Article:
Political advertising can cause changes in children's political attitudes and affect their involvement in politics by momentarily altering their levels of "public mood." We define this concept and present results from a study in which we use the tone of political advertising to induce change in the public moods of young children. Results support the hypothesis that advertising tone affects public mood. These changes in feelings, in turn, mediate attitude change in some political orientations. In addition, while advertising tone does not significantly affect children's desire to vote as a main effect, it moderates the role of psychological resources. Children high in political efficacy are stimulated by negative advertising, whereas children low in political efficacy lose enthusiasm for voting. No such differences are observed for children who view positive ads.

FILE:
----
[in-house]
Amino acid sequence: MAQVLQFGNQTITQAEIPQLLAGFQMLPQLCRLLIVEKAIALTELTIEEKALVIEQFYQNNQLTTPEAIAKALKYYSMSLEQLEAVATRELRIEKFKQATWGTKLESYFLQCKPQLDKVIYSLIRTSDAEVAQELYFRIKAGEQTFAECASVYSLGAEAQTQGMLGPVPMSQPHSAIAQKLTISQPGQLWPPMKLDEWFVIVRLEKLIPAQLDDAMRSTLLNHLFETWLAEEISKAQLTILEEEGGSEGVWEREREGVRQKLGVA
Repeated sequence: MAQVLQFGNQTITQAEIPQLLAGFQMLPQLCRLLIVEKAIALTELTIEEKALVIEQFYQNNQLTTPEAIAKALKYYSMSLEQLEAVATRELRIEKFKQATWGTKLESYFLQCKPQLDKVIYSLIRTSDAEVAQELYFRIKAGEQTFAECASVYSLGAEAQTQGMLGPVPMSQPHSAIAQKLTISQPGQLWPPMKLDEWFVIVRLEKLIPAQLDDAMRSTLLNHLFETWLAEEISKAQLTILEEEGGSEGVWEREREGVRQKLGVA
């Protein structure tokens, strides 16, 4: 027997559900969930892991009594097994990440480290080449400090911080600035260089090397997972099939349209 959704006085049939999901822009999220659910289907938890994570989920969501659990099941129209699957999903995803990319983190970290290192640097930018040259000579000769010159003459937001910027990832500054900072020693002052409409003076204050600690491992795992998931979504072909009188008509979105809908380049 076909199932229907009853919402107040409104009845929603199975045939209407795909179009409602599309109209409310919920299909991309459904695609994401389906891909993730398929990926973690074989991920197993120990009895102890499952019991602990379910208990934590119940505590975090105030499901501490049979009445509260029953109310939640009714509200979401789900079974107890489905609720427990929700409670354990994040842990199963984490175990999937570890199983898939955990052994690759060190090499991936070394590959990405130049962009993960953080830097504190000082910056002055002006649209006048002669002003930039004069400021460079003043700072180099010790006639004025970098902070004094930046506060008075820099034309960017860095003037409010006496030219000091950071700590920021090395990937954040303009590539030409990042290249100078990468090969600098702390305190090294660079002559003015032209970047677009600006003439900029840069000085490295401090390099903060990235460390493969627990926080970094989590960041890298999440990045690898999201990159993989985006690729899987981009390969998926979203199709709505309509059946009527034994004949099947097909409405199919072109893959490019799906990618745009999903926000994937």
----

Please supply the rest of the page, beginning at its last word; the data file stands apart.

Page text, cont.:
Bibliographical noteFunding Information:
An earlier version of this article was presented at the 1995 annual meeting of the American Political Science Association, Chicago. This research was supported in part by a University of Wisconsin Hillsdale Fellowship and National Science Foundation Grant 94050110 to Wendy M. Rahn.
- National Identity
- Political Advertising
- Political Socialization